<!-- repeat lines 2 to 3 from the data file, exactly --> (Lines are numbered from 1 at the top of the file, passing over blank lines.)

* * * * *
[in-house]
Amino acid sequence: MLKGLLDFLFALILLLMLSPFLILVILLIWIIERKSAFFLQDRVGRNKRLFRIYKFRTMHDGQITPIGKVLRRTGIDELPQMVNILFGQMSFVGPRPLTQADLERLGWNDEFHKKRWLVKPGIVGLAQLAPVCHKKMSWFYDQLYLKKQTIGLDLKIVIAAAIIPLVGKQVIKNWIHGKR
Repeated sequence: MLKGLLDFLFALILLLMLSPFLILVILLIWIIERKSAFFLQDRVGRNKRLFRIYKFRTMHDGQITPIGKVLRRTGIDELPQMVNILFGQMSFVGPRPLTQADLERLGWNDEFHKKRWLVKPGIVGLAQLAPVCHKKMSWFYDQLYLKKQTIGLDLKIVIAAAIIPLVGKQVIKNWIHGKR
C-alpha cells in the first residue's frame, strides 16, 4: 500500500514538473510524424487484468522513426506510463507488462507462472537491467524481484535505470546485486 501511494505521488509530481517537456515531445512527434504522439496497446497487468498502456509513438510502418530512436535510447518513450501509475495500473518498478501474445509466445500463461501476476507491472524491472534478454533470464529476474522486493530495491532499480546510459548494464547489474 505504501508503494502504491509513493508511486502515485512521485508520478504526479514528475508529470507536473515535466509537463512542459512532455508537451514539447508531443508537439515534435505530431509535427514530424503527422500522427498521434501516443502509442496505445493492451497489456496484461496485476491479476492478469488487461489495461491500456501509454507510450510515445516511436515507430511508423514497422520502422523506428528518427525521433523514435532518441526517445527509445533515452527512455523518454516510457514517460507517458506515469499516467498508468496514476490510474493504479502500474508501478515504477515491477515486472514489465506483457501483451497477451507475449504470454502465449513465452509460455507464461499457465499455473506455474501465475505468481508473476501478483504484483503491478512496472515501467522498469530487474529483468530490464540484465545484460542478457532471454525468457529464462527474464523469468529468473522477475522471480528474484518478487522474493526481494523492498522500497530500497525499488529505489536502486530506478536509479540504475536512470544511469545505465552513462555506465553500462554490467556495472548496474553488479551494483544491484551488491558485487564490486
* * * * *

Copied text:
Amino acid sequence: MLKGLLDFLFALILLLMLSPFLILVILLIWIIERKSAFFLQDRVGRNKRLFRIYKFRTMHDGQITPIGKVLRRTGIDELPQMVNILFGQMSFVGPRPLTQADLERLGWNDEFHKKRWLVKPGIVGLAQLAPVCHKKMSWFYDQLYLKKQTIGLDLKIVIAAAIIPLVGKQVIKNWIHGKR
Repeated sequence: MLKGLLDFLFALILLLMLSPFLILVILLIWIIERKSAFFLQDRVGRNKRLFRIYKFRTMHDGQITPIGKVLRRTGIDELPQMVNILFGQMSFVGPRPLTQADLERLGWNDEFHKKRWLVKPGIVGLAQLAPVCHKKMSWFYDQLYLKKQTIGLDLKIVIAAAIIPLVGKQVIKNWIHGKR